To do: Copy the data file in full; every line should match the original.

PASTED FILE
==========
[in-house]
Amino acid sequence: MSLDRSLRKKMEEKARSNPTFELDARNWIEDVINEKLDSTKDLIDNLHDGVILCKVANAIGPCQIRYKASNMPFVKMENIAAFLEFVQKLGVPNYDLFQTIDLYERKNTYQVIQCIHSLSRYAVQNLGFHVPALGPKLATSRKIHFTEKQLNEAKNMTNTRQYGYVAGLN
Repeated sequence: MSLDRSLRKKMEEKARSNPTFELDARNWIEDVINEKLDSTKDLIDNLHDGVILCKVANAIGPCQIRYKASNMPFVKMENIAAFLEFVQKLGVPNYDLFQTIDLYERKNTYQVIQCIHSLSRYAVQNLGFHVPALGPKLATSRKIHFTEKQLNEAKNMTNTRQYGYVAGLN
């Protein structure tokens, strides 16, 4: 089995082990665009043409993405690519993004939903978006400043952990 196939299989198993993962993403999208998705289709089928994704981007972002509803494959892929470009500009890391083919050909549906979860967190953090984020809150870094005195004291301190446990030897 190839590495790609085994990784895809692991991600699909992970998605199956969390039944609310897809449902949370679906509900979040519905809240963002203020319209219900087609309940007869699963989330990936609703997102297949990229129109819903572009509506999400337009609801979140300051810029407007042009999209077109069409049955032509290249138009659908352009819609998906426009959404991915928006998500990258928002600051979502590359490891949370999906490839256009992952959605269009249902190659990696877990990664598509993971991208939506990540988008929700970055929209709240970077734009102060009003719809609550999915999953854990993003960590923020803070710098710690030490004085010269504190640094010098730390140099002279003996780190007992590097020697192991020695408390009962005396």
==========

[in-house]
Amino acid sequence: MSLDRSLRKKMEEKARSNPTFELDARNWIEDVINEKLDSTKDLIDNLHDGVILCKVANAIGPCQIRYKASNMPFVKMENIAAFLEFVQKLGVPNYDLFQTIDLYERKNTYQVIQCIHSLSRYAVQNLGFHVPALGPKLATSRKIHFTEKQLNEAKNMTNTRQYGYVAGLN
Repeated sequence: MSLDRSLRKKMEEKARSNPTFELDARNWIEDVINEKLDSTKDLIDNLHDGVILCKVANAIGPCQIRYKASNMPFVKMENIAAFLEFVQKLGVPNYDLFQTIDLYERKNTYQVIQCIHSLSRYAVQNLGFHVPALGPKLATSRKIHFTEKQLNEAKNMTNTRQYGYVAGLN
């Protein structure tokens, strides 16, 4: 089995082990665009043409993405690519993004939903978006400043952990 196939299989198993993962993403999208998705289709089928994704981007972002509803494959892929470009500009890391083919050909549906979860967190953090984020809150870094005195004291301190446990030897 190839590495790609085994990784895809692991991600699909992970998605199956969390039944609310897809449902949370679906509900979040519905809240963002203020319209219900087609309940007869699963989330990936609703997102297949990229129109819903572009509506999400337009609801979140300051810029407007042009999209077109069409049955032509290249138009659908352009819609998906426009959404991915928006998500990258928002600051979502590359490891949370999906490839256009992952959605269009249902190659990696877990990664598509993971991208939506990540988008929700970055929209709240970077734009102060009003719809609550999915999953854990993003960590923020803070710098710690030490004085010269504190640094010098730390140099002279003996780190007992590097020697192991020695408390009962005396």